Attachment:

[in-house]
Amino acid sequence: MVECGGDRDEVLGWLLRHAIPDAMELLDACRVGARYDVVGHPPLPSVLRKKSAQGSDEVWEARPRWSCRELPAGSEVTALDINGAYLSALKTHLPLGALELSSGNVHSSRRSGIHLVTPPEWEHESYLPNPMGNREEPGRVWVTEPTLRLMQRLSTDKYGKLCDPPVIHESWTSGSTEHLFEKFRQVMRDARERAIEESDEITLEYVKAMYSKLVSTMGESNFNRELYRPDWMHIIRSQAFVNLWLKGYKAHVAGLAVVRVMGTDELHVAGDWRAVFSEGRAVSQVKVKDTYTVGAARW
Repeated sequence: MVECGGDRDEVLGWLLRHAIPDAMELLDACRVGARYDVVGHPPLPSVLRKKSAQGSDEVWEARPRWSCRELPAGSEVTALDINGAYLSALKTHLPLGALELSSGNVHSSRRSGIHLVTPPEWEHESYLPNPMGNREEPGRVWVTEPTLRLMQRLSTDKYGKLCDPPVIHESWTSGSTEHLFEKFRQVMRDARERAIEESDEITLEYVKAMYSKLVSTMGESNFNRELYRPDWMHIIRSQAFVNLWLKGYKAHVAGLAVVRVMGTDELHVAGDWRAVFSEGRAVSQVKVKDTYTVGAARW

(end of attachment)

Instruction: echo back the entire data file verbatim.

[in-house]
Amino acid sequence: MVECGGDRDEVLGWLLRHAIPDAMELLDACRVGARYDVVGHPPLPSVLRKKSAQGSDEVWEARPRWSCRELPAGSEVTALDINGAYLSALKTHLPLGALELSSGNVHSSRRSGIHLVTPPEWEHESYLPNPMGNREEPGRVWVTEPTLRLMQRLSTDKYGKLCDPPVIHESWTSGSTEHLFEKFRQVMRDARERAIEESDEITLEYVKAMYSKLVSTMGESNFNRELYRPDWMHIIRSQAFVNLWLKGYKAHVAGLAVVRVMGTDELHVAGDWRAVFSEGRAVSQVKVKDTYTVGAARW
Repeated sequence: MVECGGDRDEVLGWLLRHAIPDAMELLDACRVGARYDVVGHPPLPSVLRKKSAQGSDEVWEARPRWSCRELPAGSEVTALDINGAYLSALKTHLPLGALELSSGNVHSSRRSGIHLVTPPEWEHESYLPNPMGNREEPGRVWVTEPTLRLMQRLSTDKYGKLCDPPVIHESWTSGSTEHLFEKFRQVMRDARERAIEESDEITLEYVKAMYSKLVSTMGESNFNRELYRPDWMHIIRSQAFVNLWLKGYKAHVAGLAVVRVMGTDELHVAGDWRAVFSEGRAVSQVKVKDTYTVGAARW